“For a long time I have been promising an encyclopedia of Harry’s world, and I have started work on this now,” said Rowling in the FAQ section of the site. “Some of it forms the new content in Pottermore. It is likely to be a time-consuming job, but when finished I shall donate all royalties to charity.” READ FULL STORY »
This is no April Fools’ joke. On April 1, Harry Potter fansite Mugglenet announced as a prank that the next book by J.K. Rowling would be titled Lairs of Lady Po. Today, Little, Brown released the actual, less whimsical name — The Casual Vacancy — along with other key details.
Rowling’s new novel, which is geared toward adult readers, will be available worldwide on Sept. 27. It begins when the sudden death of a well-liked man rocks the “seemingly idyllic” town of Pagford, England. Beneath its pleasant facade, Pagford is actually a “town at war,” roiled by class conflicts — rich people at odds with the poor — and in-fighting within families. The publisher described the tone of the book as “darkly comic.” READ FULL STORY »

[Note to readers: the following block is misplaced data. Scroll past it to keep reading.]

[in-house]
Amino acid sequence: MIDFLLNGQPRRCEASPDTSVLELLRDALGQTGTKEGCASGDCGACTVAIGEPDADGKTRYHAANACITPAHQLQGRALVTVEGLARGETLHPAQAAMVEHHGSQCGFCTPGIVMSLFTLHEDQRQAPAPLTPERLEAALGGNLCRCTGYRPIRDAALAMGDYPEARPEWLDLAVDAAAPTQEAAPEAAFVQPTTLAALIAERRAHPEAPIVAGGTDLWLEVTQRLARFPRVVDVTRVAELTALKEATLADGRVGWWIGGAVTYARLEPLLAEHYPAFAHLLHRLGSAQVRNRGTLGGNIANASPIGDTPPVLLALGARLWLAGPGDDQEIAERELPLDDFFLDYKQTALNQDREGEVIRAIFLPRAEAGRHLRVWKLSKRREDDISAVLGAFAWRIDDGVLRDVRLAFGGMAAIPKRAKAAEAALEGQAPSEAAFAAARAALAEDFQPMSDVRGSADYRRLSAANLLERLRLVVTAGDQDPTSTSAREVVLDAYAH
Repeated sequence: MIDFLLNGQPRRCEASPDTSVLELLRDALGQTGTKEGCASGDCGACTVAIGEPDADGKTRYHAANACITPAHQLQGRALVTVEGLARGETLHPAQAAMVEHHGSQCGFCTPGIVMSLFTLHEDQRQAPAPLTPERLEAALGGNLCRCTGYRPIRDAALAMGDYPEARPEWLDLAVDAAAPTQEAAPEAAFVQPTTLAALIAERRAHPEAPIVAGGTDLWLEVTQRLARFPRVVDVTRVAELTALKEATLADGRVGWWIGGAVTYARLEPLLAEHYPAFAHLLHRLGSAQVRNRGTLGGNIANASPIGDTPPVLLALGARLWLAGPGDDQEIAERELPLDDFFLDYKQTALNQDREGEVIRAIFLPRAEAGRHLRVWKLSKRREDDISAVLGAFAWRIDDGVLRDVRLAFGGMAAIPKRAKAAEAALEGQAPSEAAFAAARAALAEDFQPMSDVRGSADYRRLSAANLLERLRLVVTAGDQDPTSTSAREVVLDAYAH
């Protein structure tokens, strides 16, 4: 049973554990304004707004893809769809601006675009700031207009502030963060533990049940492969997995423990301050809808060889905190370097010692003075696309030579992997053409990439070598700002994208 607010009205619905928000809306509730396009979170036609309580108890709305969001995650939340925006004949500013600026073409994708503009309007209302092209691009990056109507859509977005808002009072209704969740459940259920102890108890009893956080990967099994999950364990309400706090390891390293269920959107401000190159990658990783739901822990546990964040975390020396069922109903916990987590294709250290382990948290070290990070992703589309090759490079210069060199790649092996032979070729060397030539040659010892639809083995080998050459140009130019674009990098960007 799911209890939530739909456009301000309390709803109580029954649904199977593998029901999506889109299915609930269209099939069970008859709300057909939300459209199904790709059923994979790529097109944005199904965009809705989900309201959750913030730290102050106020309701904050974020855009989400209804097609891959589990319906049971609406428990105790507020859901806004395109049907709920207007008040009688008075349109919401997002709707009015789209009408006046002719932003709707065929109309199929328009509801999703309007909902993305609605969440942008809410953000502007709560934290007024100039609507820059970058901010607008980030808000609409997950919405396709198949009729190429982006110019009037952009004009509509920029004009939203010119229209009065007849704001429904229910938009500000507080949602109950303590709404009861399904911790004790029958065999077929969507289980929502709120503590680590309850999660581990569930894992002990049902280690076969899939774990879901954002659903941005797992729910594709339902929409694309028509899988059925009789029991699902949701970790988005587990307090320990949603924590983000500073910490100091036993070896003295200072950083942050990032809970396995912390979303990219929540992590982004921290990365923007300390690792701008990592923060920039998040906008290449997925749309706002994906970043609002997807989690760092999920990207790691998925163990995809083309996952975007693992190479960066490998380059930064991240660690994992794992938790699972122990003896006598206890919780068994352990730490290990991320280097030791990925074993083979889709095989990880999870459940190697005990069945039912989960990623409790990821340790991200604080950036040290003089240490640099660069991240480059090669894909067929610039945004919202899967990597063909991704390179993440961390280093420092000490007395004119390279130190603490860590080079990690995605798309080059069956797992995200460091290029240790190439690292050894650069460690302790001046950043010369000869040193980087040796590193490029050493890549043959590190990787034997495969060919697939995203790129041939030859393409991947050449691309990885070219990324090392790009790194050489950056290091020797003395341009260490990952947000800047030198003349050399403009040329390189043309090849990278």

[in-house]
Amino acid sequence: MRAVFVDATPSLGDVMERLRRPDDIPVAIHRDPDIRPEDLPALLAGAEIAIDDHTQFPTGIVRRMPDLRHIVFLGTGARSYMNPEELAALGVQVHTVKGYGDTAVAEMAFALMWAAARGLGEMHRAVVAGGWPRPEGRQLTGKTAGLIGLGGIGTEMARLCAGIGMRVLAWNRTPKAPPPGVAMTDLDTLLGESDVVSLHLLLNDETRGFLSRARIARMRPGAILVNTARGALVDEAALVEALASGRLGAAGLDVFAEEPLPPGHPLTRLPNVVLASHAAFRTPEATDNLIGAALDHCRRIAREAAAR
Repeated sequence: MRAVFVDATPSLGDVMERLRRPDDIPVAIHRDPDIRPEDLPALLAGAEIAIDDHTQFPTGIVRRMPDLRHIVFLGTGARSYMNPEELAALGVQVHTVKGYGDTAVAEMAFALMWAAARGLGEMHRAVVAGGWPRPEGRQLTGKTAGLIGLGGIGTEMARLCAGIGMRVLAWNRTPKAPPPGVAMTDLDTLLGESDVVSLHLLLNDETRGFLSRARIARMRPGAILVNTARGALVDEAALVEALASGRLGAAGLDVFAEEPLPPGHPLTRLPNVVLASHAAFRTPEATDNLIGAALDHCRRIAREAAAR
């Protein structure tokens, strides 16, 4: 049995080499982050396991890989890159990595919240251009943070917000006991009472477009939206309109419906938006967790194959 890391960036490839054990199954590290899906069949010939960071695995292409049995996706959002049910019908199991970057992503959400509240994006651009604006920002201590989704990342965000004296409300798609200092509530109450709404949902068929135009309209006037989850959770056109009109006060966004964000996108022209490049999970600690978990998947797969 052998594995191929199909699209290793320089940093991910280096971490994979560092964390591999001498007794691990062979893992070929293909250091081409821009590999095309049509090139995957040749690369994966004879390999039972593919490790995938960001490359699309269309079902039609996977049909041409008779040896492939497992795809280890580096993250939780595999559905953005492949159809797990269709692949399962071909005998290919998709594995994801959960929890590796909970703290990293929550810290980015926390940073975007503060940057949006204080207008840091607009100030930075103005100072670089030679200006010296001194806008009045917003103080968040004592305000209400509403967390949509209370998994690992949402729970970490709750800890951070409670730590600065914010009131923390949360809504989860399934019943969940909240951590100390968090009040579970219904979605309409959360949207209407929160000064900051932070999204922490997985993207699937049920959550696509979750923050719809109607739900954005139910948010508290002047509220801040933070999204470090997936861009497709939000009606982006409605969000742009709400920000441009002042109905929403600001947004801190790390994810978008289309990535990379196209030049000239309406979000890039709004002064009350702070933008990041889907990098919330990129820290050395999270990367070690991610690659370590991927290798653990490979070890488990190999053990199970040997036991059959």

April Fools’! Yesterday, the merry pranksters at Mugglenet posted the news, which they claimed came from a press release from Little, Brown, J.K. Rowling’s new publisher. They also included an “official image” that depicted an old-timey typewriter holding a blood-splattered sheet of paper — it seemed to confirm rumors that Rowling’s next book would be a crime thriller. The alleged title, Lairs of Lady Po, has a bit of Rowling’s whimsy to it, but as many clever Ravenclaws have pointed out, it’s actually an anagram of “April Fools’ Day.” (Take out your parchment and try it for yourself! It’ll make you feel like Hermione). READ FULL STORY »